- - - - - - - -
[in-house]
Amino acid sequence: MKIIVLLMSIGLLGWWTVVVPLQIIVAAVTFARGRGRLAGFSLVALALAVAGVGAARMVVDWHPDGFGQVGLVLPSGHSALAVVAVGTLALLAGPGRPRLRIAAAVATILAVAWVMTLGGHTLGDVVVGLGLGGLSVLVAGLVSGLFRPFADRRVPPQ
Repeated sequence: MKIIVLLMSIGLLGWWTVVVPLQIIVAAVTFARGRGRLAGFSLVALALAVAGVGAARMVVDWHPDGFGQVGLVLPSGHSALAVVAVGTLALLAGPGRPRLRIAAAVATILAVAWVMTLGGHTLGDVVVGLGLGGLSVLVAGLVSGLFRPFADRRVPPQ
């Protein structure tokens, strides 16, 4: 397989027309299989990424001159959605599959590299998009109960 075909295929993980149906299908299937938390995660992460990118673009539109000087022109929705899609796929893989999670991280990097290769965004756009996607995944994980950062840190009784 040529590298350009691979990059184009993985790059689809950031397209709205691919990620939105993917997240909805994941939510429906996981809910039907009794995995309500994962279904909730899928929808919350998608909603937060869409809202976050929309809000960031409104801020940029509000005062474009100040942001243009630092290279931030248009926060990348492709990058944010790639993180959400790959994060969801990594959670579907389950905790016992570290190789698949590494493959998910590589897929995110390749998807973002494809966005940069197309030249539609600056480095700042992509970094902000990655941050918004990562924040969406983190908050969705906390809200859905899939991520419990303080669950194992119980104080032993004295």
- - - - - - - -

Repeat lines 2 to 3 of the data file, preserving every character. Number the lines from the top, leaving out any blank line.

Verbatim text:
Amino acid sequence: MKIIVLLMSIGLLGWWTVVVPLQIIVAAVTFARGRGRLAGFSLVALALAVAGVGAARMVVDWHPDGFGQVGLVLPSGHSALAVVAVGTLALLAGPGRPRLRIAAAVATILAVAWVMTLGGHTLGDVVVGLGLGGLSVLVAGLVSGLFRPFADRRVPPQ
Repeated sequence: MKIIVLLMSIGLLGWWTVVVPLQIIVAAVTFARGRGRLAGFSLVALALAVAGVGAARMVVDWHPDGFGQVGLVLPSGHSALAVVAVGTLALLAGPGRPRLRIAAAVATILAVAWVMTLGGHTLGDVVVGLGLGGLSVLVAGLVSGLFRPFADRRVPPQ